Wednesday, 9 January 2013

Spelt Flour


Source for this image here.

Recently I have been baking our bread using spelt flour instead of our usual mixed granary flour.  We've all liked the results so far, although the texture of the bread is a little different to ordinary wheat flour.  I find it to make a softer loaf, that rises well but perhaps not quite as well as wheat loaves, and with a softer crust also.
Spelt is a very ancient grain, a mixture of other kinds of wheat, and it has a lower gluten level than ordinary wheat flour, though it does still contain gluten - otherwise it wouldn't be suitable for bread baking, without other ingredients added to it.  Although I usually soak grains before using them, I have found that spelt flour bakes better if it isn't soaked first - it really is very soft and doesn't produce a well risen loaf, if it's soaked first.  Perhaps it carries moisture better than ordinary wheat flour - I don't know.   The loaves made with 100% spelt flour are paler than ordinary loaves, and so far we've found them to make really delicious toast.

It has a mild, slightly nutty taste (not at all like buckwheat, in fact not a wheat grain at all, which is also used as a substitute for wheat flour and in fact does not contain gluten at all.  I don't like the taste of buckwheat so we don't usually have this) and in appearance, when ground, is almost identical to wholegrain (graham) flour.  It's a little more expensive to buy than ordinary flour (probably because it isn't as popular, therefore it's not as mass-produced) but I can get 3 loaves out of an ordinary 1 kg bag so it's not too expensive - about £3 a bag in England.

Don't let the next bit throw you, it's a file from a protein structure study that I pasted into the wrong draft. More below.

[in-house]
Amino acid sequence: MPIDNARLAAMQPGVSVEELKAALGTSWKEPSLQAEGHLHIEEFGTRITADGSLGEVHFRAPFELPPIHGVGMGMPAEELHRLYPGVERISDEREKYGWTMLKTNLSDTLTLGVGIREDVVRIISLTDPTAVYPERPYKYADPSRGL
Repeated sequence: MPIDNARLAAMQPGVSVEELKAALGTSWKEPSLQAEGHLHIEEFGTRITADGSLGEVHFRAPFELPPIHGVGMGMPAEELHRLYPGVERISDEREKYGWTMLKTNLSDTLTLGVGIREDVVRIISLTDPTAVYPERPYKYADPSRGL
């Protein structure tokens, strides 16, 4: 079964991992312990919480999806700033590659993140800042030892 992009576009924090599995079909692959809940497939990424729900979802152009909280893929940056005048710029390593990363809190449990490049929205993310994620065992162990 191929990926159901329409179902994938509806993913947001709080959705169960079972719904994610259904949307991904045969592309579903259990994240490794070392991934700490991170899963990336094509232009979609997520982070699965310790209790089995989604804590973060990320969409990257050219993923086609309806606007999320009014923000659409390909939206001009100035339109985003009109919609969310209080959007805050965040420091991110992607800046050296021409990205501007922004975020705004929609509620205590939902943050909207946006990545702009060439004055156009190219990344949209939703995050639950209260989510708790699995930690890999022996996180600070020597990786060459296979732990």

As another alternative to ordinary flour I also often use rye - which is another grain closely related to wheat.  Rye also has a lower gluten content and isn't suitable for making into bread when used exclusively.  I usually combine it 50/50 with white bread flour, and it produces a very pleasant, springy, well risen loaf.  For a long time "rye and white" was our regular, standard loaf - but it's always good to have a change!

Other flours that I would like to experiment with include oat flour and brown rice flour, which makes a very pleasant, light, short textured loaf when combined with other grains.  None of us need a gluten free diet, and while most of the alternatives to wheat flour are not only expensive but also require other ingredients not otherwise needed in breadmaking such as xantham gum and alternative sources of fibre such as flax seed, it certainly doesn't do us any harm to try low or gluten free wheat alternatives, and while I don't intend to substitute them regularly, its fun to experiment, and so far, we have really enjoyed the results!  

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